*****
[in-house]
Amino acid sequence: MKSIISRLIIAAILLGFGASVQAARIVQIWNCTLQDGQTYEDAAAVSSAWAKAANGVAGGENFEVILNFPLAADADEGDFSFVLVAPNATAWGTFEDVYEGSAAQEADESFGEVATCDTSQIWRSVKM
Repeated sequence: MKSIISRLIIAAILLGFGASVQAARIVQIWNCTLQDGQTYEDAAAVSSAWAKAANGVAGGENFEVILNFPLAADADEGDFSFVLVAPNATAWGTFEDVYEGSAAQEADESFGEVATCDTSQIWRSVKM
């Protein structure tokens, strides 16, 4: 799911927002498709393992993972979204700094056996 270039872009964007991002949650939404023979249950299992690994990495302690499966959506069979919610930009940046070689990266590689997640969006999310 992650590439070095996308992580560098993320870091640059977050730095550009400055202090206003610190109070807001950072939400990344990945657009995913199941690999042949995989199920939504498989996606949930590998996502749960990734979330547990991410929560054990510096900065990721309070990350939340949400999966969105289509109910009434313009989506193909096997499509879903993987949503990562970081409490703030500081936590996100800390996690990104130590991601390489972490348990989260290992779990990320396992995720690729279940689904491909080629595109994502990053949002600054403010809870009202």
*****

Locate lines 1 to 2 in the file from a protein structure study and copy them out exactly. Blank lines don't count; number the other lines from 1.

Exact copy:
[in-house]
Amino acid sequence: MKSIISRLIIAAILLGFGASVQAARIVQIWNCTLQDGQTYEDAAAVSSAWAKAANGVAGGENFEVILNFPLAADADEGDFSFVLVAPNATAWGTFEDVYEGSAAQEADESFGEVATCDTSQIWRSVKM